There’s al­ways some hes­i­ta­tion on my part to watch films that aren’t in English. Surprisingly, that even ex­tends to Spanish (even though I’m tech­ni­cally flu­ent). I feel I’m not al­ways able to make a con­nec­tion with the story and char­ac­ters. Roma is no such film, and I was cap­ti­vated for its com­plete 135-minute run­time.

Alfonso Cuarón, who di­rected, pro­duced, wrote and edited this film, made some fan­tas­tic and bold choices. Roma is en­tirely in black and white. Without color, cin­e­matog­ra­phy, writ­ing, and the ac­tors’ per­for­mances be­come that much more crit­i­cal.

This cast rises to the chal­lenge. All the kids are great, but the ob­vi­ous stand­out is Yalitza Aparicio. I’m as­tounded that this is her first role. She’s so ex­pres­sive. You see the char­ac­ter’s love, an­guish, fear, and loss so clearly on her face that you can’t help but be moved.

Editing is some­thing I don’t usu­ally no­tice, but you can’t help but do so here. Cuarón and Adam Gough give scenes plenty of space, which is a tech­nique I of­ten see in nar­ra­tive-dri­ven pod­casts. This space is a sto­ry­telling method which al­lows for the in­for­ma­tion to sink in, there­fore giv­ing the au­di­ence time to fig­ure out how they feel.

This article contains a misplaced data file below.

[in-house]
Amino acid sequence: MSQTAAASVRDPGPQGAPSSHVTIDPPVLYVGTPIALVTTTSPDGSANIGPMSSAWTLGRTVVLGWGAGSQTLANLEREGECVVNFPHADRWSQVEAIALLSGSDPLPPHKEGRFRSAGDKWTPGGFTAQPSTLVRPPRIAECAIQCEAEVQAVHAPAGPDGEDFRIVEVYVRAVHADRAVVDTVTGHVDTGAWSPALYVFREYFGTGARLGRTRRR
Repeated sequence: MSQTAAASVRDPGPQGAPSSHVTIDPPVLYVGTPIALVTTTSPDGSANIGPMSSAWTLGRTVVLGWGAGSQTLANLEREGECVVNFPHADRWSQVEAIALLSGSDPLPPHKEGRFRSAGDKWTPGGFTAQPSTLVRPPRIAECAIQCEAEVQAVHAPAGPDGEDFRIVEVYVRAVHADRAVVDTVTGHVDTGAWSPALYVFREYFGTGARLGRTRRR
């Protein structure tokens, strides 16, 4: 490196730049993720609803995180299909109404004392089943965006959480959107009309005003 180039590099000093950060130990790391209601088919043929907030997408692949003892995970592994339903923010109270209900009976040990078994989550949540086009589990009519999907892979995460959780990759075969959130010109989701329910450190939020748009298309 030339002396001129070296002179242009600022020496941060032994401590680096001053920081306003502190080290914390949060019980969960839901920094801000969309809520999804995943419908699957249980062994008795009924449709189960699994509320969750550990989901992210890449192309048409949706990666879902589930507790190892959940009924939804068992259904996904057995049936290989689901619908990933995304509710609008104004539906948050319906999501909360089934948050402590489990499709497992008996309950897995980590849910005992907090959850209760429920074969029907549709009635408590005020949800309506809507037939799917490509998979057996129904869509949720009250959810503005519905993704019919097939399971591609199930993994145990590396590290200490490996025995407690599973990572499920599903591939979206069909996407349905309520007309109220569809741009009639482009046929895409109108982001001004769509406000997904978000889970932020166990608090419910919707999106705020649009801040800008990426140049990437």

Further show­ing Alfonso Cuarón’s ge­nius is his in­cred­i­ble vi­sion for the cin­e­matog­ra­phy. Many beau­ti­ful shots help you see and un­der­stand Mexican life. Some scenes de­pict the stark con­trast be­tween the lives of this mid­dle-class fam­ily, their friends, and every­one else.

The end­ing is the fi­nal touch of bril­liance for the film. Hollywood is so ob­sessed with but­ton­ing every­thing up—giv­ing every movie a hap­pily ever af­ter. Life is­n’t like that. Life is dif­fi­cult, and some­times there’s noth­ing we can do to change our cir­cum­stances; we have to try to make the best of our cur­rent ones.

Roma is a must-see film.

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